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CurveEffects of Roadway Delineator Spacing, Size, and Height on Drivers' Perception and Behavior

One way that drivers on highways detect the sharpness of a roadway curve is through delineation techniques -- for example distance from the road edge, specialized road markings, and altered delineator (road sign) height. In the hopes of finding a method of getting drivers to slow down when approaching sharp curves, researchers at the LRC have tested and manipulated the size and position of roadway delineation signage.

Led by Nicholas Skinner and John Bullough, investigators provided two methods of looking into this matter: they provided a driving experiment and provided image-based surveys.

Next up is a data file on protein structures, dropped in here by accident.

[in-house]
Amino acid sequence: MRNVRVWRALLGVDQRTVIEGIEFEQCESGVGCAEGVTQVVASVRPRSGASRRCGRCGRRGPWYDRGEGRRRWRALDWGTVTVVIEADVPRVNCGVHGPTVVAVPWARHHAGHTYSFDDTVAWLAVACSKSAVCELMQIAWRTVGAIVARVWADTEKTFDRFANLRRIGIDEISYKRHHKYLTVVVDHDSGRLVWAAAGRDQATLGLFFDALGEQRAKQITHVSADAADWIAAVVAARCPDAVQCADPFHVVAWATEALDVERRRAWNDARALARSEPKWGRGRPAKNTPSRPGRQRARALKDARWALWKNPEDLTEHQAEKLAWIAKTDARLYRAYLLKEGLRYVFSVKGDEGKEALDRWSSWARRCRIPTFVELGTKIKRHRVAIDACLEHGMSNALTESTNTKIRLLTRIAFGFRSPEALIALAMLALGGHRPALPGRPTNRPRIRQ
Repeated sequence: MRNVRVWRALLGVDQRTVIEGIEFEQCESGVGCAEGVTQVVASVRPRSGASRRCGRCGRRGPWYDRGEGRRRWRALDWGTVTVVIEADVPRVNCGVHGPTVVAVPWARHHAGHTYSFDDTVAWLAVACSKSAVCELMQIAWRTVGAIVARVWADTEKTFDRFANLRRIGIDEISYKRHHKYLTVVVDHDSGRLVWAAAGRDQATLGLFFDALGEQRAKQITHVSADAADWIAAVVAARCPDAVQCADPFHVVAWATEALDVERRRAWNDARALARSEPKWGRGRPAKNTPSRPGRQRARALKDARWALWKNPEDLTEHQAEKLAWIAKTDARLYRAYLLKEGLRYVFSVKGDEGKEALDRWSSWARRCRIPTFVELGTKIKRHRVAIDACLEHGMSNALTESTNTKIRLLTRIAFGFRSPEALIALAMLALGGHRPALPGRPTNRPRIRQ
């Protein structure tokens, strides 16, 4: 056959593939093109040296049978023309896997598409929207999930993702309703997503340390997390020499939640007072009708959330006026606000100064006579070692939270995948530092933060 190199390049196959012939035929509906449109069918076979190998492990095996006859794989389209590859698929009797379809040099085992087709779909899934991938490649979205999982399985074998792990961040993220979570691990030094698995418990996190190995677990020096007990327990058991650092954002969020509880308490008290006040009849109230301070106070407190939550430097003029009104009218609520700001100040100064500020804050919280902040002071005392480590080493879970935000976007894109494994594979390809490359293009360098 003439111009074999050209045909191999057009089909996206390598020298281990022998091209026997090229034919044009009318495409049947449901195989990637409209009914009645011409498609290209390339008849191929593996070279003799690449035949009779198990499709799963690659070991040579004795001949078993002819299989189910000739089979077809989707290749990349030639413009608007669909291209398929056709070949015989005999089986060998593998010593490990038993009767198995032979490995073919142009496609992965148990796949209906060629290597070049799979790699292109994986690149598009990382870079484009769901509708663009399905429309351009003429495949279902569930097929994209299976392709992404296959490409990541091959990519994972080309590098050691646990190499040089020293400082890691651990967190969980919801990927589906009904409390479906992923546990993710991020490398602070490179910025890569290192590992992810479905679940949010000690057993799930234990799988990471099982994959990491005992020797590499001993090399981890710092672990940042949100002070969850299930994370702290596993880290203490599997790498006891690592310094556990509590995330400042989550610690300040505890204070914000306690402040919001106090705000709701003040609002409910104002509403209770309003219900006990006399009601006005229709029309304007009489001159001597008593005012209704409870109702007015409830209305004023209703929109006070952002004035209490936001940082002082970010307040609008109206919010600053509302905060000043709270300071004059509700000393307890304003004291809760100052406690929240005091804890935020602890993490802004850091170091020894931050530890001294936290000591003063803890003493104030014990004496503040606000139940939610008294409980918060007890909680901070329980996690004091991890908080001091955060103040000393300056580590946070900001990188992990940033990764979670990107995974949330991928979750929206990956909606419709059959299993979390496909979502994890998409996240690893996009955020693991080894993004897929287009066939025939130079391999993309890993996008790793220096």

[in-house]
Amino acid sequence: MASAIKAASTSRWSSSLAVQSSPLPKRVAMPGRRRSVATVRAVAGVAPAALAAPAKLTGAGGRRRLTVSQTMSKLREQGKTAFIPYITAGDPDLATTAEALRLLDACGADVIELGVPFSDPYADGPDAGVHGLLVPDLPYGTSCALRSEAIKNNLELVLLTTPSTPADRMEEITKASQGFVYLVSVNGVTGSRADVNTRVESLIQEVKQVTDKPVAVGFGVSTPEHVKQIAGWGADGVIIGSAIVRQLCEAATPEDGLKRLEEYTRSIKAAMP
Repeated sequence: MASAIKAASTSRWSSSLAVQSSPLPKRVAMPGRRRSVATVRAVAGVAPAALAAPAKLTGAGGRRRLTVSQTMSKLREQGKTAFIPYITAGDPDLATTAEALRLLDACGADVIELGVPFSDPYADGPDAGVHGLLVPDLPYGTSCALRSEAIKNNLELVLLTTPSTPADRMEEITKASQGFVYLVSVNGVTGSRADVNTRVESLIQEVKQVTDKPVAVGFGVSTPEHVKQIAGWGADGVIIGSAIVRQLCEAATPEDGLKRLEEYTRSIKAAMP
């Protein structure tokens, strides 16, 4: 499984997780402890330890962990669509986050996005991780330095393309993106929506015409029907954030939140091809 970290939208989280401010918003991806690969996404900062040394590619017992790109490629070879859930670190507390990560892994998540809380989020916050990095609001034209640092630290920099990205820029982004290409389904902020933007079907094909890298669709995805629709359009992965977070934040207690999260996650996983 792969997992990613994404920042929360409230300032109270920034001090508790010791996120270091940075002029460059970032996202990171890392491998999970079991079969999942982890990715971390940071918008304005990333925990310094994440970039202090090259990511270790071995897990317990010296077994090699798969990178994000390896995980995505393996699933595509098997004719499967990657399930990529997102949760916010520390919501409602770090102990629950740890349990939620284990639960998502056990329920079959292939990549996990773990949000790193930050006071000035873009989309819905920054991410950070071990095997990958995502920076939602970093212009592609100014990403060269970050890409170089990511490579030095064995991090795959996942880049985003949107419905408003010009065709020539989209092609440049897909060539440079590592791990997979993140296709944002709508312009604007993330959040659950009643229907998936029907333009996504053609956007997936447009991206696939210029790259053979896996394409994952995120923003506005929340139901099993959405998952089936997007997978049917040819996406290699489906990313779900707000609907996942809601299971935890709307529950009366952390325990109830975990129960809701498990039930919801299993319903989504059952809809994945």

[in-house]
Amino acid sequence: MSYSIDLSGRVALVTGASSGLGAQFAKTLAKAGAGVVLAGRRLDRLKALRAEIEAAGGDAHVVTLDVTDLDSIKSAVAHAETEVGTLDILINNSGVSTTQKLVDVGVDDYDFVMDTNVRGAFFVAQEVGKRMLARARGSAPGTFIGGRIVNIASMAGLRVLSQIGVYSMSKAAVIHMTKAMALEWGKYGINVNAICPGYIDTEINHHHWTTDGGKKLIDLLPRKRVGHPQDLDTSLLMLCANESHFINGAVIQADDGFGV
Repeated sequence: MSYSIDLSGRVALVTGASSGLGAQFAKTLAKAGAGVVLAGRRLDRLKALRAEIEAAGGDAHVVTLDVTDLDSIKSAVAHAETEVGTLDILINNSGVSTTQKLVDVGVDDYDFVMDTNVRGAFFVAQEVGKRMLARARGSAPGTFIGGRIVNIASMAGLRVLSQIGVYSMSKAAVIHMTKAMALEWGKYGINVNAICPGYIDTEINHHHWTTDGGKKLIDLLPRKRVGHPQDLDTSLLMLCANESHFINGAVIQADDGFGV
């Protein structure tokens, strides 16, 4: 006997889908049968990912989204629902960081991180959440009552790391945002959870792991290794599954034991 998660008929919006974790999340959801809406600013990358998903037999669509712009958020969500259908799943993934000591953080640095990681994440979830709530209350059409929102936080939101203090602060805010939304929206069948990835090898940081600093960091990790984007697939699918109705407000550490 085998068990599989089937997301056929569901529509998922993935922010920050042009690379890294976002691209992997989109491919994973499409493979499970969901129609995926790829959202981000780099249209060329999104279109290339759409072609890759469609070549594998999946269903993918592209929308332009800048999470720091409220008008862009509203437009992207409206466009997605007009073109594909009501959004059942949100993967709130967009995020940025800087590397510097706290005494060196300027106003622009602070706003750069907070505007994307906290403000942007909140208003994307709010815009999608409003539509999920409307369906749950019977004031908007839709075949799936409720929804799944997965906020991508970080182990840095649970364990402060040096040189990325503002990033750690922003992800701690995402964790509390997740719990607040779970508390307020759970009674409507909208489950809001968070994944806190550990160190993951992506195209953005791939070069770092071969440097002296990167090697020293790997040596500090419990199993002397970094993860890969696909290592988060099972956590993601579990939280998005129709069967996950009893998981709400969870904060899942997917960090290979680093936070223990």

Results showed that changing the size of the signs had a significant effect on perceived curve sharpness, but did not alter driver behavior. However, merely modifying the position of the curve signage to resemble a sharper curve did not produce any measurable change in perception or driver behavior. The image-based sharpness perception study also revealed that the apparent vertical distance between the upper visible edge of the road pavement and the bottom of the furthest visible signs was significantly correlated with perceived sharpness.



Skinner N and J Bullough. "Effects of Roadway Delineator Spacing, Size, and Height on Drivers' Perception and Behavior." 2009. Transportation Research Board, 88th Annual Meting. Washington D.C., January 11-15.

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